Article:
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        General Admission Contact
        The New School for Social Research
        Office of Admission
        79 Fifth Avenue, 5th floor
        New York, NY 10003
        212.229.5600 or 800.523.5411

        Admissions Liaison
        Luiza Nassif Pires

        Department of Economics
        6 East 16th Street, room 1124A
        New York, NY 10003
        Tel: 212.229.5717 x3044
        Fax: 212.229.5724

        Mailing Address
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        New York, NY 10003

        Mark Setterfield

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        Silvina Palacio

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        Daniel Younessi

        Economics Student Handbook (PDF)

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    • The Economics Department at The New School for Social Resarch is one of a small number of economics PhD-granting programs in the world that offer rigorous, high-quality training for young scholars that emphasizes the history of economics, political economy, and economic history, and includes Keynesian, Post-Keynesian, Marxist, structuralist, and other heterodox approaches in conjunction with a critical and informed education in mainstream neoclassical economics. The Economics Department remains committed to upholding and continuing this tradition.

      Widely respected for its academic rigor, The Department of Economics fosters a broad and critical approach that covers a wide range of schools of thought: Keynesian and post-Keynesian economics; the classical political economy of Smith, Ricardo, and Marx; structuralist and institutionalist approaches to economics; and neoclassical economics. The philosophy of the Department sees political economic insight as growing out of an informed understanding of the history of economics and economic history, shaped through the application of cutting-edge analytical theoretical and empirical research tools. The range of student and faculty work is reflected in the Department's working papers, posted to RePEc.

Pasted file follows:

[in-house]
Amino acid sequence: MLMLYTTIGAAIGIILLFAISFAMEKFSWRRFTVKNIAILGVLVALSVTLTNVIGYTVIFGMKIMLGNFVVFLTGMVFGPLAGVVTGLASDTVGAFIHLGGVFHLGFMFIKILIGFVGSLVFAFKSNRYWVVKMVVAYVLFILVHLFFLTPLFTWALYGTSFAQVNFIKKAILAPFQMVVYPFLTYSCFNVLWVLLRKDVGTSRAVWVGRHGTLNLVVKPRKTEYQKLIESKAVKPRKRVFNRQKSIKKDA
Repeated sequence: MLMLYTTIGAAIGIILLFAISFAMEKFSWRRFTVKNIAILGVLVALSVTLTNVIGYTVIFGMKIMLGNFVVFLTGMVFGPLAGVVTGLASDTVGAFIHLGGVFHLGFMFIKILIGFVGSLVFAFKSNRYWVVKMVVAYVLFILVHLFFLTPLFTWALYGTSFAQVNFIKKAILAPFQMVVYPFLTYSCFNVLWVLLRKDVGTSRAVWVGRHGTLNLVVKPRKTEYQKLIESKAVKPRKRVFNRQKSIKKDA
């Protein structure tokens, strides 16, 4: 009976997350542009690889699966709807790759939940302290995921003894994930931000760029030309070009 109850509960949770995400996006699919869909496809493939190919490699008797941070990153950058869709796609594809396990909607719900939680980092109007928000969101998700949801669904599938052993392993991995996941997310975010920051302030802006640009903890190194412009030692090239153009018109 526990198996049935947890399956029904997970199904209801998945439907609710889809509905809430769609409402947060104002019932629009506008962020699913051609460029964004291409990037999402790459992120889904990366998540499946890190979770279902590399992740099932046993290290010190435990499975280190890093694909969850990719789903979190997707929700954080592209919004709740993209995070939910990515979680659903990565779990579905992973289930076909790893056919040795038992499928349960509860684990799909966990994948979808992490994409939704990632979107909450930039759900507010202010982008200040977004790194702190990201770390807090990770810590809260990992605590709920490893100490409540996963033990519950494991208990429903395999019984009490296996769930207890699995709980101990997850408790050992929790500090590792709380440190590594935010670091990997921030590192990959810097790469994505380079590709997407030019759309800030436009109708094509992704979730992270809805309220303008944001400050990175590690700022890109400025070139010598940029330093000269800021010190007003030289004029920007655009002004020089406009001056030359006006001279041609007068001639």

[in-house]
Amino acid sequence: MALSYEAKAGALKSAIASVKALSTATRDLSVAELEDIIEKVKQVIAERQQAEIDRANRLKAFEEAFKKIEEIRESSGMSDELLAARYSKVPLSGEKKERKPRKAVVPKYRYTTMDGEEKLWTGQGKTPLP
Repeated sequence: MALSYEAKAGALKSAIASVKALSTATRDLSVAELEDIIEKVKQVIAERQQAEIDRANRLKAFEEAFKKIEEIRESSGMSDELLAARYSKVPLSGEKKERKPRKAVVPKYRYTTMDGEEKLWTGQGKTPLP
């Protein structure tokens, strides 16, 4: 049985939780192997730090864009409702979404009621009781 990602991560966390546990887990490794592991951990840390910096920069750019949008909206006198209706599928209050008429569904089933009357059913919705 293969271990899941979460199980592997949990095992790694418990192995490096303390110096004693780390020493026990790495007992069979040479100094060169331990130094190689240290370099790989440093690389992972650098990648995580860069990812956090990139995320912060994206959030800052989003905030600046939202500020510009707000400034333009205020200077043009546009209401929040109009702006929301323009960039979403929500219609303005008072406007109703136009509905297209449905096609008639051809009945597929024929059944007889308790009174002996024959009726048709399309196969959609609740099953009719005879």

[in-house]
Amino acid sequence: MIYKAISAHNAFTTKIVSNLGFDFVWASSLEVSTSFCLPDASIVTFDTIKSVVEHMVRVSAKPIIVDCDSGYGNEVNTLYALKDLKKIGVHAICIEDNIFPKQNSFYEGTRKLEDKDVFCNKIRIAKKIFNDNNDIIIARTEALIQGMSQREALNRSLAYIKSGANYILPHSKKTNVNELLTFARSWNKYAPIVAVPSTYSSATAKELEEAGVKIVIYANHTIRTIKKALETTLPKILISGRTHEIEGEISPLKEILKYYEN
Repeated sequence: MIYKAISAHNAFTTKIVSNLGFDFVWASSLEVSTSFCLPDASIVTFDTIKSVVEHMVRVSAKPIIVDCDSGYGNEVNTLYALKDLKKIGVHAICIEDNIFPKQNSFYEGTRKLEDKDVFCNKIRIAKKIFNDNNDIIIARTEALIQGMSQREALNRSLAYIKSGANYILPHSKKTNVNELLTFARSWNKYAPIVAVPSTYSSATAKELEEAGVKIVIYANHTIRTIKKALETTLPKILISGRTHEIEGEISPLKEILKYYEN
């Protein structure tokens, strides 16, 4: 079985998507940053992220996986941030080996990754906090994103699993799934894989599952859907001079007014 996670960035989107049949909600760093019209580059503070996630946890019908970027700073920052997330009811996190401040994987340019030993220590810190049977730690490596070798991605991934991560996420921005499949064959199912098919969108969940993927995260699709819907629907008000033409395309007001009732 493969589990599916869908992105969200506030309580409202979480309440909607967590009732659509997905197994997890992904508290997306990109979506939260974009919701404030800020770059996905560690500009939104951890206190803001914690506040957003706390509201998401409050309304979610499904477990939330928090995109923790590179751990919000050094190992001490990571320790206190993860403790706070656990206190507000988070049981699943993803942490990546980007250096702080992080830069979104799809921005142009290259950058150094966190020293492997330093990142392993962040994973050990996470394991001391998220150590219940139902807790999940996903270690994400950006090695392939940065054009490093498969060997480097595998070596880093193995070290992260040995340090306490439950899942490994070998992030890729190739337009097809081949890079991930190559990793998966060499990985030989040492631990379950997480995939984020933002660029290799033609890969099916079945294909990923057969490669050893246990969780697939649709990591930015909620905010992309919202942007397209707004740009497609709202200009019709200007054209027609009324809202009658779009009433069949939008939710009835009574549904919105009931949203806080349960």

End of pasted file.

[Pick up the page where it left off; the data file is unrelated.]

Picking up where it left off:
Courses of study emphasize the historical roots of economic ideas, their application to contemporary policy debates, and conflicting explanations and interpretations of economic phenomena. We emphasize research within the context of a rigorous training in conceptual, mathematical, and statistical modeling techniques that form the methodological basis of contemporary economic research.

      Our work centers on the changing shape of the world economy, its financial markets and institutions, problems of regulating and guiding economic development in the advanced industrial world and in emerging markets, complexity in economic systems, labor markets, and the economic aspects of class, gender, and ethnic divisions.

      Together, faculty and students regularly participate in the research activities of The New School's vibrant interdisciplinary institutes and centers, like the Heilbroner Center for Capitalism Studies. The Economics Department houses the Schwartz Center for Economic Policy Analysis (SCEPA), to which economics faculty and students also contribute.

      Our aim is an informed, critical, and passionate investigation of the economic foundations of contemporary society. An engagement with the central unresolved dilemmas of modern society motivates the detailed analysis of concrete problems of economic policy and the explanations of economic phenomena that are the substance of our department's degree programs.

      Economics Degrees

      The Department of Economics offers MA, MS, and PhD degrees in Economics and an MA in Global Political Economy and Finance. Students who complete MA and MS requirements with sufficient distinction may be considered for admission to PhD study. The Department also grants direct PhD admission to well-qualified applicants who have completed a comparable MA in Economics at another institution.

      Featured Courses

      Economics is a discipline that combines abstract thought with concrete empirical observation. Courses provide different points of view on both the historical context and modern importance of different schools of economic thought.

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